To translate a poem, you have to lie - Pour traduire un poème, il faut mentir
Thread poster: DocteurPC

DocteurPC  Identity Verified
Canada
Local time: 10:56
English to French
+ ...
Jan 25, 2005

Pour traduire un poème

Pour traduire des poèmes
il faut
traduire le rythme
et la pensée
et non les mots

Pour traduire des poèmes
il faut
traduire les saveurs
et non les ingrédients
en garder toute la ferveur

Pour traduire des poèmes
il faut
penser comme un poète
laisser son coeur parler
suivre la mélodie
du flot
et des idées

Pour traduire des poèmes
il faut
faire mentir les mots
et non le poète
respecter son poème
et non ses mots


© Georgette Blanchard 2001, alias Docteur PC
----------------
and my 2004 translation:

To translate a poem you have to lie


To translate a poem
you have
to translate the rythm
and the thoughts
but not the words

To translate a poem
you have
to translate the flavors
and not the ingredients
and keep the fervor

To translate a poem
you must
think like a poet
let your heart talk
and follow the melody
and the flow
of the ideas

To translate a poem
you have
to lie with the words
but not cheat the poet,
respect her work
and not her words


© Georgette Blanchard 2004, alias Docteur PC
514-487-3062
info@georgetteblanchard.com


 

sviaggio  Identity Verified
English to Spanish
A wonderfully wise poem! Jan 25, 2005

My only suggestion to the translator (but I am not a natvie speaker of English, so maybe my suggestion is off the mark!) would be:

"must" which stands out as neatly as "il faut" in the original, whereas "you have" is isolated from its semantic 'tail'("it". The the reader, therefore, does not know how to interpret it before proceedign to the next line. This suspension of comprhension (or, worse, wrong anticipation) conspires against the effect of the English poem, I think.

sergio


 

sviaggio  Identity Verified
English to Spanish
On second thought Jan 25, 2005

I think that the original means to admonish to have the words lie, but not the poet (in other words, the translator must lie with his words in order to let the poet tell his truth). The translation speaks of “cheating the poet”, which, to my mind, is not what the original poet/translator meant. If, as it seems, both the French and the English versions are by the same poet, in this particular respect, she has written to different poems, in that she has the French poet say one thing and the English quite another one. Since this is no explained by the structural differences between these languages, I suppose that by the time she went about re-writing her poem in English, the translator had changed her mind – which happens quite often when authors self-translate: they do not need to remain faithful to their former selves, but to themselves. Period.

My Spanish translation (written as the fingers tap) would be:

Para traducir poesía, hay que mentir

Para traducir poesía
Es preciso
Traducir el ritmo
Y las ideas
No las palabras.

Para traducir poesía
Es preciso
Traducir los sabores
Y no los ingredientes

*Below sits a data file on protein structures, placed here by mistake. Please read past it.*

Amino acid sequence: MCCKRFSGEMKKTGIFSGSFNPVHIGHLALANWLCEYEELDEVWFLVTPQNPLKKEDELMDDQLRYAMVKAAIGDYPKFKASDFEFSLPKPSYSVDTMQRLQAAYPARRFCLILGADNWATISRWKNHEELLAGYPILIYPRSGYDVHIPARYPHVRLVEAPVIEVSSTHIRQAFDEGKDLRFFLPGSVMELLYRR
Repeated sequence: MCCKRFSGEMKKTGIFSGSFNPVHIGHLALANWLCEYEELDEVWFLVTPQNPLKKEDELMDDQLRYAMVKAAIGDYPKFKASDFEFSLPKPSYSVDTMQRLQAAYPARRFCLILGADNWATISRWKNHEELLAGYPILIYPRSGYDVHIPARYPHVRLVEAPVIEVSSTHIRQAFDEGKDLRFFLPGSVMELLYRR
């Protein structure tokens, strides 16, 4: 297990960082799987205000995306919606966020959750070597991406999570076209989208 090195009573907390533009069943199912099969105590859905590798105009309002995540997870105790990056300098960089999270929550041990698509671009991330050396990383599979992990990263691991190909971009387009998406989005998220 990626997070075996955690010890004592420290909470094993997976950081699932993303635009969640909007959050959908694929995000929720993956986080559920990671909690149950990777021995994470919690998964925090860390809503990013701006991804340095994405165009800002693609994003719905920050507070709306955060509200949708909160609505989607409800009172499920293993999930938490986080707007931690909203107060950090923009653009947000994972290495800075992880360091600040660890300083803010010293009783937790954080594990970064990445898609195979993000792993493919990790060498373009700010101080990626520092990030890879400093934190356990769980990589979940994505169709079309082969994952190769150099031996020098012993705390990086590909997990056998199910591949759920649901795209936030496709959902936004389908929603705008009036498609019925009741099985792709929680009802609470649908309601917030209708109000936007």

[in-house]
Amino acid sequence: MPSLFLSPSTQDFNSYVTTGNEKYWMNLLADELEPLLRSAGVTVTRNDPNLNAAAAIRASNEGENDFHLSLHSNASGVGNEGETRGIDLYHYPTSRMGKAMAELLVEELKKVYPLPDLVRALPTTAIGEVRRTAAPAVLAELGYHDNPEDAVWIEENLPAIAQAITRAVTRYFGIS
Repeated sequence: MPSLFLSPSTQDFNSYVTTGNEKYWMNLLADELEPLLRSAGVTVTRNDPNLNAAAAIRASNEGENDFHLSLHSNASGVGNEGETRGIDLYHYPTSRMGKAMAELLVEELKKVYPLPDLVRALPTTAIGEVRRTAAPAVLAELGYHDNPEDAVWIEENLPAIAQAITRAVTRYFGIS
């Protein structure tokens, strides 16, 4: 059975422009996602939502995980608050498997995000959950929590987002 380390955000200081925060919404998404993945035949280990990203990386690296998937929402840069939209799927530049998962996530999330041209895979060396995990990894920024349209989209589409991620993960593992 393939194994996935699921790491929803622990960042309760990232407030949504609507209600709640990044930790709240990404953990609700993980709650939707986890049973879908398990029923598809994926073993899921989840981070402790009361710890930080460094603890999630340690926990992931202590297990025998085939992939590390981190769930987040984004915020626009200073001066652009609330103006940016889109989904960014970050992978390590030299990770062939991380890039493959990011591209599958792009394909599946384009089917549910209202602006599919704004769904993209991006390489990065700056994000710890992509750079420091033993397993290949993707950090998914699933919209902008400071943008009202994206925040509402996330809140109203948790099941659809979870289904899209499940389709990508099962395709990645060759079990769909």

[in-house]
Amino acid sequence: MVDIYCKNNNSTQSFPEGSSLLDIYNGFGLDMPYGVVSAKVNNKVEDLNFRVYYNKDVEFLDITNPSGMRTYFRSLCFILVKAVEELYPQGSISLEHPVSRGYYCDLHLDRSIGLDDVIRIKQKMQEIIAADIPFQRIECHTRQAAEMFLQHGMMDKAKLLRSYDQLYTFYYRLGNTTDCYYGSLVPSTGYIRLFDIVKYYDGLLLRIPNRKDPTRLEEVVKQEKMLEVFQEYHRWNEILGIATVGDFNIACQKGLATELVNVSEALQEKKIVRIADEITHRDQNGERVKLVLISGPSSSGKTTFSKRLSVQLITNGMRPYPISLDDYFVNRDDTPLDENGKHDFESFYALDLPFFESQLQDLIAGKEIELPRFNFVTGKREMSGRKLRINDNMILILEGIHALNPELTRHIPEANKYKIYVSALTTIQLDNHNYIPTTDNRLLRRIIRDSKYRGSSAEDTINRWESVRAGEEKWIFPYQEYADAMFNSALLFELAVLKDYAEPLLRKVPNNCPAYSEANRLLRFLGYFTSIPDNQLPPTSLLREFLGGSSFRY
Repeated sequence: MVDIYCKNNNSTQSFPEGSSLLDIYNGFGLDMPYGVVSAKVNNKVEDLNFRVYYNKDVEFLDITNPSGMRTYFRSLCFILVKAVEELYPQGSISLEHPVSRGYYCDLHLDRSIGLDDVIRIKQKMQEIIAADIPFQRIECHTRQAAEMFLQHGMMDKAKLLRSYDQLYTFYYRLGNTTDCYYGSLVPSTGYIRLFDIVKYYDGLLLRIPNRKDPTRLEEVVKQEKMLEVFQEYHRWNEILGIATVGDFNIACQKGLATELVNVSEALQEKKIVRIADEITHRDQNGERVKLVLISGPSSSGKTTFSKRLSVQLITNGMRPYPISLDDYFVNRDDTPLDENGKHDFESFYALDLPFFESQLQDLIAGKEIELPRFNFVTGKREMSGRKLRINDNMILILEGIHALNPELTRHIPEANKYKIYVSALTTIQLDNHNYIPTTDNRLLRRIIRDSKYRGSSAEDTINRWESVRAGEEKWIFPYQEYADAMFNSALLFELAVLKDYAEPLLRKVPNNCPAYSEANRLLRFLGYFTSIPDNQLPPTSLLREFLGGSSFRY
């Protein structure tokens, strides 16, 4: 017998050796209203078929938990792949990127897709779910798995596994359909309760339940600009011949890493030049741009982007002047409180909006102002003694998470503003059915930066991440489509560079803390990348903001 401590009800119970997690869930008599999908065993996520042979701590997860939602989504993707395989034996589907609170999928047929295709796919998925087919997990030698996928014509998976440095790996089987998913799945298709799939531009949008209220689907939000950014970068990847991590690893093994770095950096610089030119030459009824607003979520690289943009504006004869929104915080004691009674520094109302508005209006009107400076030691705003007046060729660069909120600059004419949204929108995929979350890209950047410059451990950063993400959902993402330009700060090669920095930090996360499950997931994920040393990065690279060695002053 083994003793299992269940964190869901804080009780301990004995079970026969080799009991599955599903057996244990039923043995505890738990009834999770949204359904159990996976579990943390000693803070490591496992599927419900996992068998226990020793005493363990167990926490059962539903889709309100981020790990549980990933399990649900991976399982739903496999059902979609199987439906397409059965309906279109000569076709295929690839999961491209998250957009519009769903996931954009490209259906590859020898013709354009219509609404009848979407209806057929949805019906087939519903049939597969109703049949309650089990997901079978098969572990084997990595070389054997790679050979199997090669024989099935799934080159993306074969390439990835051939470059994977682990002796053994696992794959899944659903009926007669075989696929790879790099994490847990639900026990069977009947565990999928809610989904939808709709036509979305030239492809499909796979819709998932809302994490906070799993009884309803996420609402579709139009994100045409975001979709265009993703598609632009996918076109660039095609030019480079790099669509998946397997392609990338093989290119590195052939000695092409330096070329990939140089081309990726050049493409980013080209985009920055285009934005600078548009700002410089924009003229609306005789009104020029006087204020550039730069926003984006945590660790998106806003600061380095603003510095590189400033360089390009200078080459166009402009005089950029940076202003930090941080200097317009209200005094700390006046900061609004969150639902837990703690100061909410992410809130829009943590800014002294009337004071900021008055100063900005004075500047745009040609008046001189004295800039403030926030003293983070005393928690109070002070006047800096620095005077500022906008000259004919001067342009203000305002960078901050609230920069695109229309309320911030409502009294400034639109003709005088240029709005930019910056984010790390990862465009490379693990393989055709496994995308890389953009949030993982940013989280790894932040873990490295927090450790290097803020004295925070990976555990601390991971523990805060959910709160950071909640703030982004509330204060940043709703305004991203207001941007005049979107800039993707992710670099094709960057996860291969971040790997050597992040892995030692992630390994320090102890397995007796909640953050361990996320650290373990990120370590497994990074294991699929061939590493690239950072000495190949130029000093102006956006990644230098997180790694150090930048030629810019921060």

Conservando íntegro el fervor.

Para traducir poesía
Es preciso
Pensar como poeta
Dejar que hable al corazón
Seguir la melodía
Y el fluir
Del pensamiento

Para traducir poesía
Es preciso
Hacer mentir a las palabras
Y no al poeta

Observations:

I think that writing "hay que" in the title and "es preciso" in the poem itself does not do violence to its internal coherence. Rather, it strenghens it. "Es preciso" did not sound right in the title, whilst "hay que" didn't quite fit in the poem/ The title is therefore more colloquial, which, I submit, gives "es preciso" a greater effect.

I think it is better to say "y las ideas" (as terse as the original) rather than "el pensamiento" (which will force me to change "idées" when it comes later on in the French.

I also think it is more effective to say "poesía" (in the singular) and reserve "poema" for the last strophe, where it really fits.

I also liked better "íntegro" than "todo".

All these changes are due to the differnces between French and Spanish. But the following might also improve the original:

I have tried to have one copulative per strophe (and used to different ones when forced to in the last one).

sergio


 

bozhana  Identity Verified
Canada
Local time: 10:56
English to Bulgarian
+ ...
A beutiful poem! Jan 26, 2005

[quote]sviaggio wrote:

I think that the original means to admonish to have the words lie, but not the poet (in other words, the translator must lie with his words in order to let the poet tell his truth). The translation speaks of “cheating the poet”, which, to my mind, is not what the original poet/translator meant.


 

bozhana  Identity Verified
Canada
Local time: 10:56
English to Bulgarian
+ ...
A beautiful poem! Jan 26, 2005

I don't quite agree with Sergio that the message is not the same. May be "lie to the words
but not cheat the poet or not to the poet" would be better.As far as I get it you can change the words and but not the message, the feeling and so on. That's why translating poetry is extremely difficult. I think that there is something wrong with the rythme of the part with the "flavors". Anyway, I love it!
Bozhana


 


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To translate a poem, you have to lie - Pour traduire un poème, il faut mentir

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